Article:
Many Pennsylvania Lawyers only encounter the Commonwealth Court of Pennsylvania in its appellate guise, but the court enjoys an unusual hybrid nature, having both appellate and original jurisdiction. The court’s original jurisdiction encompasses cases in which the state government is a party, though such cases can also arrive at the court as appeals from state agency decisions. The Supreme Court of Pennsylvania recently issued a significant decision in a case that touched on both kinds of jurisdiction and, in doing so, it broadly interpreted the Commonwealth Court’s original jurisdiction to hear cases under the Declaratory Judgments Act, 42 Pa. C.S. §§ 7531-7541, when litigants seek to challenge a state agency’s interpretation of a statute.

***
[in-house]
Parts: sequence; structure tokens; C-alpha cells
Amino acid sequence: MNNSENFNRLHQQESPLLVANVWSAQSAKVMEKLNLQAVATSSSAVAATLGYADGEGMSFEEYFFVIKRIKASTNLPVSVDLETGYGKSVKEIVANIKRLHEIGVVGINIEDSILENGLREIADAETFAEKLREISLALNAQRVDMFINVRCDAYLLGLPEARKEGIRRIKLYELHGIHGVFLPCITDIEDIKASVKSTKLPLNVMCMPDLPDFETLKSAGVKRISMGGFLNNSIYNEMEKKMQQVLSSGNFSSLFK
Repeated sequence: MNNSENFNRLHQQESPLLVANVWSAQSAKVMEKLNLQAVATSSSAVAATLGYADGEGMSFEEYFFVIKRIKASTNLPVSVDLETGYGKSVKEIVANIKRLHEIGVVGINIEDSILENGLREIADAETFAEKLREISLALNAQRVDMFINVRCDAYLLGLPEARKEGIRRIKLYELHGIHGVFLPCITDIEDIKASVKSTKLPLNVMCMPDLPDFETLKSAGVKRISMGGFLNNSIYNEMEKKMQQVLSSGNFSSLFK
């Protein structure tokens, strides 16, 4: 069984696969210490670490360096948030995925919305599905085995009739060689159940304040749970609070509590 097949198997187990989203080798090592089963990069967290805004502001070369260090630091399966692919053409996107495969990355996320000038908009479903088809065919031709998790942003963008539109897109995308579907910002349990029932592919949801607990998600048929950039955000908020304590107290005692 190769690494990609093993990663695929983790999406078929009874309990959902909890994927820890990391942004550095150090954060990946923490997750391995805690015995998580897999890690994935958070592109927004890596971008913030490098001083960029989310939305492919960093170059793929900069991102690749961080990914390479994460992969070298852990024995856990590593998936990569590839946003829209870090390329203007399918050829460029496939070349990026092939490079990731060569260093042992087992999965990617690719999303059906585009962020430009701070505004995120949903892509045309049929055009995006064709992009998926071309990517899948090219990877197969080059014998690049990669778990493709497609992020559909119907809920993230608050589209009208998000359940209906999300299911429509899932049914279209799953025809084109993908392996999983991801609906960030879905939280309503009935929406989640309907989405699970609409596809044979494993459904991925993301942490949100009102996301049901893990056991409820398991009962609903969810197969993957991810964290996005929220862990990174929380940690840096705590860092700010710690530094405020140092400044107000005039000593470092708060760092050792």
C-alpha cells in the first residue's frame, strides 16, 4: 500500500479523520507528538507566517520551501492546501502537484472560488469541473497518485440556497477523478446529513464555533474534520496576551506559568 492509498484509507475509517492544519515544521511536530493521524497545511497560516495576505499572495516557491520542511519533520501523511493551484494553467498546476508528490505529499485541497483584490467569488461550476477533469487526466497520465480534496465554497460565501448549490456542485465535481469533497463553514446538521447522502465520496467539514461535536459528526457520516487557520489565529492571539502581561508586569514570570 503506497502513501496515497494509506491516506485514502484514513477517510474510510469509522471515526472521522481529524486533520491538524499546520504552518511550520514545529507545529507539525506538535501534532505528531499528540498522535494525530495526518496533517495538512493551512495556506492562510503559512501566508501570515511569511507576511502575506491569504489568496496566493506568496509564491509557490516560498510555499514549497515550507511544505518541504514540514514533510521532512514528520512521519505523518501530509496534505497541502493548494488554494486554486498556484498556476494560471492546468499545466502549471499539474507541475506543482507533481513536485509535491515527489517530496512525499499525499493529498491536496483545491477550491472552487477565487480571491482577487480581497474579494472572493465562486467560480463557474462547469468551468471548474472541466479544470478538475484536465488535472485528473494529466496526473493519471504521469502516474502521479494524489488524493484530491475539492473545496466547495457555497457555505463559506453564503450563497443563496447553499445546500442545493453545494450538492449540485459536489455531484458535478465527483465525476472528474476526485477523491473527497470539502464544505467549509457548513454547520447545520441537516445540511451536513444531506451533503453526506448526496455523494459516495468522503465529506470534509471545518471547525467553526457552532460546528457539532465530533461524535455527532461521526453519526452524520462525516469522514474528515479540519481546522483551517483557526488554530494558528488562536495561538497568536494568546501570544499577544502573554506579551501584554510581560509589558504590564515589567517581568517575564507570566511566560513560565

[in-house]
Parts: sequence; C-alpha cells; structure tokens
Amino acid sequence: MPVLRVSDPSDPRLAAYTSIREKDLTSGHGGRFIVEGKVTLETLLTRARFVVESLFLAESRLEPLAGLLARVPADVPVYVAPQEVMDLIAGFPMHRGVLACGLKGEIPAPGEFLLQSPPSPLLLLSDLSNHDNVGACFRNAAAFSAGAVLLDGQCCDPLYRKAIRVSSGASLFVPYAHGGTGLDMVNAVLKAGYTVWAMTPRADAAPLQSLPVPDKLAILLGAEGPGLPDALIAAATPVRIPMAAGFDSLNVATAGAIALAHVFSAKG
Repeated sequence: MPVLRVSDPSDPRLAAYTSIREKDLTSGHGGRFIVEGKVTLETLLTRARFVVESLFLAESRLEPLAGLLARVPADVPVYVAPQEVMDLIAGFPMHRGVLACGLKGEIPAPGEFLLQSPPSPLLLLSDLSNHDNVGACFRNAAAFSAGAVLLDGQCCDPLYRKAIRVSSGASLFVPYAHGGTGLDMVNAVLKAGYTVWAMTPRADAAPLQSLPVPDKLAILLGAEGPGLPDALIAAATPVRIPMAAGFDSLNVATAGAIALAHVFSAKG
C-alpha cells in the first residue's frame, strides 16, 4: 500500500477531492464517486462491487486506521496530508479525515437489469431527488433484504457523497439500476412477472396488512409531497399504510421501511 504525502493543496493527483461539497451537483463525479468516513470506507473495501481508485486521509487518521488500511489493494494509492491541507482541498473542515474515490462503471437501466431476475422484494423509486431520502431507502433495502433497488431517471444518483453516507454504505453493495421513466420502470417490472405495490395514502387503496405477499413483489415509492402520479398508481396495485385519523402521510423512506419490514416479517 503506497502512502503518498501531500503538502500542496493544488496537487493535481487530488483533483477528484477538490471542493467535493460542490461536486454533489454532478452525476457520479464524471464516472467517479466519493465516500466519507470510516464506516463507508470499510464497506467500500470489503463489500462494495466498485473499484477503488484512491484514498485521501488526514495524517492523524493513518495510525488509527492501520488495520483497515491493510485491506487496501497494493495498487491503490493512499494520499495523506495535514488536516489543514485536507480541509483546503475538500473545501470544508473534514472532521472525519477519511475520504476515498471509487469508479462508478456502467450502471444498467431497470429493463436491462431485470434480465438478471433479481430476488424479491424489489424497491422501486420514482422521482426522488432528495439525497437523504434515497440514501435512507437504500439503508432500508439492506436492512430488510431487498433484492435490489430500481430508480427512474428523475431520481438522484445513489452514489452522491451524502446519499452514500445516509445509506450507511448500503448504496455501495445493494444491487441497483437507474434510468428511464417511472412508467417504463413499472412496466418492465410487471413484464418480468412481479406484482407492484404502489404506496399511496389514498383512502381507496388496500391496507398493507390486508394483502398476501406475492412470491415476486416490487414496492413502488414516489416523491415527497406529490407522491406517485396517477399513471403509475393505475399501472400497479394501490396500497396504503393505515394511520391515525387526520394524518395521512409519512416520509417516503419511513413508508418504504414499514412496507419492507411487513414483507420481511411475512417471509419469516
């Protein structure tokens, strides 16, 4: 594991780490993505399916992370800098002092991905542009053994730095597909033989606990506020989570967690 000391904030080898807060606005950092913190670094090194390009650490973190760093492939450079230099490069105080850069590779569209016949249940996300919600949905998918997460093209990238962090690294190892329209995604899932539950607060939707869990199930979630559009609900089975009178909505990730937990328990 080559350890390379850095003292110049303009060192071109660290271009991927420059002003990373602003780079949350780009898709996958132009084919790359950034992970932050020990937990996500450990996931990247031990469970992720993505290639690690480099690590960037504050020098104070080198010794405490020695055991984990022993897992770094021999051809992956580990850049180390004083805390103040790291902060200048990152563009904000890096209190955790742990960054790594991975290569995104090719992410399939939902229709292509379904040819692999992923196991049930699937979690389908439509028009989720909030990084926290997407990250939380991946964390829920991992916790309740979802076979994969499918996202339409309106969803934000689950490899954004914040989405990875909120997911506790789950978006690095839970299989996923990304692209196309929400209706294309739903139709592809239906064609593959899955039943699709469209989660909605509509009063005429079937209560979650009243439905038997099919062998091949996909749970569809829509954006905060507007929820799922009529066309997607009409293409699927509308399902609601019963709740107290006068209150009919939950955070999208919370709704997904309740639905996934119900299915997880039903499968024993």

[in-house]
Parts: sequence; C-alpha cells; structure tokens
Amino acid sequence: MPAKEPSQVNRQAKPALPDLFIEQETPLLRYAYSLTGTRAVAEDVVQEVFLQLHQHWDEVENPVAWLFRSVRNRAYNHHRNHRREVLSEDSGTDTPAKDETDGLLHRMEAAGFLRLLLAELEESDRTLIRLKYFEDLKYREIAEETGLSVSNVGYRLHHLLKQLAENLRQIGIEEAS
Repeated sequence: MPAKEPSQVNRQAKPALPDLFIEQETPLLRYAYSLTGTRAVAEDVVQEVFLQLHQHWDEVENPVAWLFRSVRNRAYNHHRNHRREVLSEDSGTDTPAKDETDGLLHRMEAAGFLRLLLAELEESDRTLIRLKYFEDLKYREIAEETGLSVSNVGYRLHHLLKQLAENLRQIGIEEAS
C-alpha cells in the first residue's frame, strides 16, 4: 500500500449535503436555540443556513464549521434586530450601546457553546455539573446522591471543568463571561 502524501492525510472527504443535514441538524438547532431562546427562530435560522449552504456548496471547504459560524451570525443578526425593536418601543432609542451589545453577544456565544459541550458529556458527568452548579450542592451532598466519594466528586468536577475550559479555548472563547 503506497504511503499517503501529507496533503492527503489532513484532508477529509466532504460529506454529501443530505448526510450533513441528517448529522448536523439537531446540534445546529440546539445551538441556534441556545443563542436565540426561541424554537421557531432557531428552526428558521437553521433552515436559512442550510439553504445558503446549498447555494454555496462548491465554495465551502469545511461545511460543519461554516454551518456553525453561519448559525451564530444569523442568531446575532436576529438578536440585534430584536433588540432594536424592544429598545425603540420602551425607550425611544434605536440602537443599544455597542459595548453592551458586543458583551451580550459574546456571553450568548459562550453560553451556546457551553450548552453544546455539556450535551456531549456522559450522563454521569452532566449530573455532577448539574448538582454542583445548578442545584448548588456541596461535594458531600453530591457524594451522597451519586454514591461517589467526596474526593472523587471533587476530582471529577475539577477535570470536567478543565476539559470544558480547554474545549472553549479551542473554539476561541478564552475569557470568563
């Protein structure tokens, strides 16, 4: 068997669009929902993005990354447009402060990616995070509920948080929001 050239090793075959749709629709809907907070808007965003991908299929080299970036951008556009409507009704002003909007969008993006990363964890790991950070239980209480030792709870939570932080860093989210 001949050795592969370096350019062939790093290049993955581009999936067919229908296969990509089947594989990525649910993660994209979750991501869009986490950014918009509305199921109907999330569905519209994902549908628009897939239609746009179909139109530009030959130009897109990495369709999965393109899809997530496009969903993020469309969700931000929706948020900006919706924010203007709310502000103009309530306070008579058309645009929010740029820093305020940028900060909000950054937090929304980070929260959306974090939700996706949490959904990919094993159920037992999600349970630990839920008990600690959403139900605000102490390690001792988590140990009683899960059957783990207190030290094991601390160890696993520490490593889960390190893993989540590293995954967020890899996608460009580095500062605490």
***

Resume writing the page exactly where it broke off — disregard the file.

The Recent Decision -
In Commonwealth, Office of the Governor v. Donohue, No. 10 MAP 2013 (Aug. 18, 2014), the Supreme Court rejected the Pennsylvania Office of Open Records’ interpretation of the time frame in the Right-to-Know Law for an agency to respond to written requests for documents. Although the statute provided that the time for responding to a request “shall not exceed five business days from the date the written request is received by the open-records officer for an agency,” the OOR had interpreted the statute to require a response within five business days of when any employee of an agency received the written request.
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